The world looks different to each one of us. That might seem obvious, but it's a pretty big deal for literature. If we all have our own private reality, one of the ways we can talk about that reality is to write about it. In "The Lotus-Eaters," the sailors spend a long time telling us about their particular version of reality. And boy, is it out there. It's no surprise, really. That reality was created, at least in part, by the drug they've taken, the Lotos, which changes the way you feel, the way you see the world. So, in a way, this poem is a long description of the new, slightly twisted reality that the Lotos produces.
Questions About Versions of Reality
- How much does the sailor's dissatisfaction with their previous reality (toil, war, etc.) color their impressions of their current reality in Lotus land? What parts of the poem give you your ideas?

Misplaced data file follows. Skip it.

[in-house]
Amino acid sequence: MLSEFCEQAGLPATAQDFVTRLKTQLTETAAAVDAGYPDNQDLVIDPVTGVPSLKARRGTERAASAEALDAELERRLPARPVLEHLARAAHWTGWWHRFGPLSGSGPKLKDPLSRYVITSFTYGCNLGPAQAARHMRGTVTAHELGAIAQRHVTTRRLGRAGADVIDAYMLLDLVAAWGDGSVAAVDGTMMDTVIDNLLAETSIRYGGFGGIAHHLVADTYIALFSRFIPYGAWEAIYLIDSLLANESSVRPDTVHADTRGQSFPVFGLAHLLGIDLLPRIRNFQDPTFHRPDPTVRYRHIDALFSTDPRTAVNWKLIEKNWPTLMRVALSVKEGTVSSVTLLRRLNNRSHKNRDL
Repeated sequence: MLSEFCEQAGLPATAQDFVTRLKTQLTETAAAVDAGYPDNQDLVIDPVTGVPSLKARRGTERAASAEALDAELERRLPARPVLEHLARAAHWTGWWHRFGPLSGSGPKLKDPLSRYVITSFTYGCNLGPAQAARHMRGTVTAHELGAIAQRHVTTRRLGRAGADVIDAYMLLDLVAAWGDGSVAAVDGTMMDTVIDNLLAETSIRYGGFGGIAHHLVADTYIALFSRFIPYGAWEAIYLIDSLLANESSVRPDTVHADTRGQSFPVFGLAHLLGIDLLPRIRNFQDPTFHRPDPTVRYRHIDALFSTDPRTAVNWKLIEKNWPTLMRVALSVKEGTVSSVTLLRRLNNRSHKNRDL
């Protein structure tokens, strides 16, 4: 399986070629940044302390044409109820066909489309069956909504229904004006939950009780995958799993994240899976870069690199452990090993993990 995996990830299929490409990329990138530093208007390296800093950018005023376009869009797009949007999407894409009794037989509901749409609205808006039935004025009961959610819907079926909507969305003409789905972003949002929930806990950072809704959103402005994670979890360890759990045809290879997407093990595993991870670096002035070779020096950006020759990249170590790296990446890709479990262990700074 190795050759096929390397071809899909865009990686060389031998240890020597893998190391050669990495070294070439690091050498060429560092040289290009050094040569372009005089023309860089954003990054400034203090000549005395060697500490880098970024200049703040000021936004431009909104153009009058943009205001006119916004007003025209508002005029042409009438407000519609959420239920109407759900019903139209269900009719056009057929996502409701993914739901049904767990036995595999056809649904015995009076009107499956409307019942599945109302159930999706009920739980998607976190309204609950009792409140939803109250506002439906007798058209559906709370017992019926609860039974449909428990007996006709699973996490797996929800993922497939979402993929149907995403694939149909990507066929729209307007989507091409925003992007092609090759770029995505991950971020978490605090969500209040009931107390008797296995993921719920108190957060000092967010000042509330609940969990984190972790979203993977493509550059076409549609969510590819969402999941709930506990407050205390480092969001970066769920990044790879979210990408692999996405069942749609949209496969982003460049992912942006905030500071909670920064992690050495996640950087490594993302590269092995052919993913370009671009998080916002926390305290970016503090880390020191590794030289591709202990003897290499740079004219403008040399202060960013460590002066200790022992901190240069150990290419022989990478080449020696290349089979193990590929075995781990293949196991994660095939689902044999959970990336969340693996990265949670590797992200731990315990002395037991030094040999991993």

- Does the opening and the "Choric Song" of the poem feel like two different realities to you? Why or why not?
- Why do you think we don't learn more about the natives' version of reality?
Chew on This
The separation between the neutral narration of the opening stanzas and the lazy sailors' "Choric Song" helps to emphasize how strange the sailors' perspective on the world has become. (Hint: it's way strange.)
The idea of the enchanted Lotos gives Tennyson a chance to show his readers that reality is a flexible, even imaginary idea, totally dependent on the individual's perspective. Woah.